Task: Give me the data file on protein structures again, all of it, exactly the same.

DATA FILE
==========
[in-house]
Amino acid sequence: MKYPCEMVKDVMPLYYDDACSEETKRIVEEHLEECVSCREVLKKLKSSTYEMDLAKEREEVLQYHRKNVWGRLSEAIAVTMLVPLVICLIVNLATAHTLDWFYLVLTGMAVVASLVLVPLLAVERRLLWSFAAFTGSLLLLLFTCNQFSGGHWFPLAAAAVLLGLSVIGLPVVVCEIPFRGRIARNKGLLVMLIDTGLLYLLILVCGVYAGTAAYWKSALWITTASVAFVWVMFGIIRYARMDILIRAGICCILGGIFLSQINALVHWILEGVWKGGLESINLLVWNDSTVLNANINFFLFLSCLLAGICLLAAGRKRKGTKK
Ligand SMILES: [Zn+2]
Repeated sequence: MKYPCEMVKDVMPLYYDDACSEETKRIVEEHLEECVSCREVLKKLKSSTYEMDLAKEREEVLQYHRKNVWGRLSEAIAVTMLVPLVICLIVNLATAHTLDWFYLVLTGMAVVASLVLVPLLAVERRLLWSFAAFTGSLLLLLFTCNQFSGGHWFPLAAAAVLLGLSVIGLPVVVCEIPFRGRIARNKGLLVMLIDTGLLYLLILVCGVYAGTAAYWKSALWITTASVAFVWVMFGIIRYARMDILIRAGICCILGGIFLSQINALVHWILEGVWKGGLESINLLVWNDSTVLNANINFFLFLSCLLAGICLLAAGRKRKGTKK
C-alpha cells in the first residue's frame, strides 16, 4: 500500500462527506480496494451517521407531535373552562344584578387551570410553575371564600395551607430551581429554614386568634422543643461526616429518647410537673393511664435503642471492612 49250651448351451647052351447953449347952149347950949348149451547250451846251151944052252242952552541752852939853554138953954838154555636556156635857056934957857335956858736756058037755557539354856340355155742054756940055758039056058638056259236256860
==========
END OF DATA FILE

[in-house]
Amino acid sequence: MKYPCEMVKDVMPLYYDDACSEETKRIVEEHLEECVSCREVLKKLKSSTYEMDLAKEREEVLQYHRKNVWGRLSEAIAVTMLVPLVICLIVNLATAHTLDWFYLVLTGMAVVASLVLVPLLAVERRLLWSFAAFTGSLLLLLFTCNQFSGGHWFPLAAAAVLLGLSVIGLPVVVCEIPFRGRIARNKGLLVMLIDTGLLYLLILVCGVYAGTAAYWKSALWITTASVAFVWVMFGIIRYARMDILIRAGICCILGGIFLSQINALVHWILEGVWKGGLESINLLVWNDSTVLNANINFFLFLSCLLAGICLLAAGRKRKGTKK
Ligand SMILES: [Zn+2]
Repeated sequence: MKYPCEMVKDVMPLYYDDACSEETKRIVEEHLEECVSCREVLKKLKSSTYEMDLAKEREEVLQYHRKNVWGRLSEAIAVTMLVPLVICLIVNLATAHTLDWFYLVLTGMAVVASLVLVPLLAVERRLLWSFAAFTGSLLLLLFTCNQFSGGHWFPLAAAAVLLGLSVIGLPVVVCEIPFRGRIARNKGLLVMLIDTGLLYLLILVCGVYAGTAAYWKSALWITTASVAFVWVMFGIIRYARMDILIRAGICCILGGIFLSQINALVHWILEGVWKGGLESINLLVWNDSTVLNANINFFLFLSCLLAGICLLAAGRKRKGTKK
C-alpha cells in the first residue's frame, strides 16, 4: 500500500462527506480496494451517521407531535373552562344584578387551570410553575371564600395551607430551581429554614386568634422543643461526616429518647410537673393511664435503642471492612 49250651448351451647052351447953449347952149347950949348149451547250451846251151944052252242952552541752852939853554138953954838154555636556156635857056934957857335956858736756058037755557539354856340355155742054756940055758039056058638056259236256860